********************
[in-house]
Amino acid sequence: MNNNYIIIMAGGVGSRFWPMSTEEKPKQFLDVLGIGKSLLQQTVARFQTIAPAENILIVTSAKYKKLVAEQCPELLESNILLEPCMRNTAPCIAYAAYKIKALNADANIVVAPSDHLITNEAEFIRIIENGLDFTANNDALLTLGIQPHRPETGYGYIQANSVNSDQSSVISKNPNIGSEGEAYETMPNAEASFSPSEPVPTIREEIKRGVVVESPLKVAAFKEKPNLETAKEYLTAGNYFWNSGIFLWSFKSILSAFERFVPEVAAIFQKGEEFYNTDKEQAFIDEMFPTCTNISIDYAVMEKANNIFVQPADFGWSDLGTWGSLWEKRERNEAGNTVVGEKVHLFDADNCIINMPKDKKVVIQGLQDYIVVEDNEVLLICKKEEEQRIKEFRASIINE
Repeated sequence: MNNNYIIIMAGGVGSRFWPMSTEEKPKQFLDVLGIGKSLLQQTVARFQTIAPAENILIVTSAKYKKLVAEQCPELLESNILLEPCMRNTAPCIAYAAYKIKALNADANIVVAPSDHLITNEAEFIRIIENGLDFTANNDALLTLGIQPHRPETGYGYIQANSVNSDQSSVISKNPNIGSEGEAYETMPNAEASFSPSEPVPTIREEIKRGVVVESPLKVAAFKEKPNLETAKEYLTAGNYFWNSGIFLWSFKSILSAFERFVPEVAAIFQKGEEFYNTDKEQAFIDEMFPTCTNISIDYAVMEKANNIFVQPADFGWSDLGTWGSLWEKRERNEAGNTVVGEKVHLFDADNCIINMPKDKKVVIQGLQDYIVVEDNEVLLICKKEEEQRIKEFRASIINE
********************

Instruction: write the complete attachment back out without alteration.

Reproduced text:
[in-house]
Amino acid sequence: MNNNYIIIMAGGVGSRFWPMSTEEKPKQFLDVLGIGKSLLQQTVARFQTIAPAENILIVTSAKYKKLVAEQCPELLESNILLEPCMRNTAPCIAYAAYKIKALNADANIVVAPSDHLITNEAEFIRIIENGLDFTANNDALLTLGIQPHRPETGYGYIQANSVNSDQSSVISKNPNIGSEGEAYETMPNAEASFSPSEPVPTIREEIKRGVVVESPLKVAAFKEKPNLETAKEYLTAGNYFWNSGIFLWSFKSILSAFERFVPEVAAIFQKGEEFYNTDKEQAFIDEMFPTCTNISIDYAVMEKANNIFVQPADFGWSDLGTWGSLWEKRERNEAGNTVVGEKVHLFDADNCIINMPKDKKVVIQGLQDYIVVEDNEVLLICKKEEEQRIKEFRASIINE
Repeated sequence: MNNNYIIIMAGGVGSRFWPMSTEEKPKQFLDVLGIGKSLLQQTVARFQTIAPAENILIVTSAKYKKLVAEQCPELLESNILLEPCMRNTAPCIAYAAYKIKALNADANIVVAPSDHLITNEAEFIRIIENGLDFTANNDALLTLGIQPHRPETGYGYIQANSVNSDQSSVISKNPNIGSEGEAYETMPNAEASFSPSEPVPTIREEIKRGVVVESPLKVAAFKEKPNLETAKEYLTAGNYFWNSGIFLWSFKSILSAFERFVPEVAAIFQKGEEFYNTDKEQAFIDEMFPTCTNISIDYAVMEKANNIFVQPADFGWSDLGTWGSLWEKRERNEAGNTVVGEKVHLFDADNCIINMPKDKKVVIQGLQDYIVVEDNEVLLICKKEEEQRIKEFRASIINE